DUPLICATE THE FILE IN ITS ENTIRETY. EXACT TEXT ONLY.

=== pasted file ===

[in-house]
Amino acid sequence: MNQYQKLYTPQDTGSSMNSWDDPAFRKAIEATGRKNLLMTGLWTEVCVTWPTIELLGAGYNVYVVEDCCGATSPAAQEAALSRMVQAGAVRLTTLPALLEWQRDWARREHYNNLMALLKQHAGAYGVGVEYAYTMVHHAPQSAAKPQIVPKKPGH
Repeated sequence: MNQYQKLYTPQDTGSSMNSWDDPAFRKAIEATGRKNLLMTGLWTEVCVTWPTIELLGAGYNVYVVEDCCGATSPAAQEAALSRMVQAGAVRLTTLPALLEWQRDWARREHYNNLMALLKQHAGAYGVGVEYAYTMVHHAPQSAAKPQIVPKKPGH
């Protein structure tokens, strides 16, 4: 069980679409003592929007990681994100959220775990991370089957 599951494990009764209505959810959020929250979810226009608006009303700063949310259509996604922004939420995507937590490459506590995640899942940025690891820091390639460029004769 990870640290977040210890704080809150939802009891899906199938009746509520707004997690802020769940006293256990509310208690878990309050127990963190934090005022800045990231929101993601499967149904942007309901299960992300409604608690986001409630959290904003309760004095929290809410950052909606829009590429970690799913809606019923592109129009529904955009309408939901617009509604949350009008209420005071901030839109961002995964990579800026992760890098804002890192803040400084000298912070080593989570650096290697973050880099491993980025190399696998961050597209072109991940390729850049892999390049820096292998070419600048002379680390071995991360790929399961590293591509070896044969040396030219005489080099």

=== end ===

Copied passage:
[in-house]
Amino acid sequence: MNQYQKLYTPQDTGSSMNSWDDPAFRKAIEATGRKNLLMTGLWTEVCVTWPTIELLGAGYNVYVVEDCCGATSPAAQEAALSRMVQAGAVRLTTLPALLEWQRDWARREHYNNLMALLKQHAGAYGVGVEYAYTMVHHAPQSAAKPQIVPKKPGH
Repeated sequence: MNQYQKLYTPQDTGSSMNSWDDPAFRKAIEATGRKNLLMTGLWTEVCVTWPTIELLGAGYNVYVVEDCCGATSPAAQEAALSRMVQAGAVRLTTLPALLEWQRDWARREHYNNLMALLKQHAGAYGVGVEYAYTMVHHAPQSAAKPQIVPKKPGH
């Protein structure tokens, strides 16, 4: 069980679409003592929007990681994100959220775990991370089957 599951494990009764209505959810959020929250979810226009608006009303700063949310259509996604922004939420995507937590490459506590995640899942940025690891820091390639460029004769 990870640290977040210890704080809150939802009891899906199938009746509520707004997690802020769940006293256990509310208690878990309050127990963190934090005022800045990231929101993601499967149904942007309901299960992300409604608690986001409630959290904003309760004095929290809410950052909606829009590429970690799913809606019923592109129009529904955009309408939901617009509604949350009008209420005071901030839109961002995964990579800026992760890098804002890192803040400084000298912070080593989570650096290697973050880099491993980025190399696998961050597209072109991940390729850049892999390049820096292998070419600048002379680390071995991360790929399961590293591509070896044969040396030219005489080099």